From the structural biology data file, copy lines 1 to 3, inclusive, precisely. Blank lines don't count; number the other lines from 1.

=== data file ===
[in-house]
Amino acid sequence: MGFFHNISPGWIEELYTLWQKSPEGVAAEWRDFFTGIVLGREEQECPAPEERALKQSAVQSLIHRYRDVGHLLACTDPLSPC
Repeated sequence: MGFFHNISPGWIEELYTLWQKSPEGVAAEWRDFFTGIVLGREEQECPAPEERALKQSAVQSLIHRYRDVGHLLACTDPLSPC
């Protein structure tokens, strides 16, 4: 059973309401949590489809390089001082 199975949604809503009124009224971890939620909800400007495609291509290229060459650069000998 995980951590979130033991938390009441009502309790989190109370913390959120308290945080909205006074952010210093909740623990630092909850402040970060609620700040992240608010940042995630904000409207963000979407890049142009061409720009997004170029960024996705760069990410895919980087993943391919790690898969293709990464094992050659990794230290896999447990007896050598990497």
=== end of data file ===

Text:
[in-house]
Amino acid sequence: MGFFHNISPGWIEELYTLWQKSPEGVAAEWRDFFTGIVLGREEQECPAPEERALKQSAVQSLIHRYRDVGHLLACTDPLSPC
Repeated sequence: MGFFHNISPGWIEELYTLWQKSPEGVAAEWRDFFTGIVLGREEQECPAPEERALKQSAVQSLIHRYRDVGHLLACTDPLSPC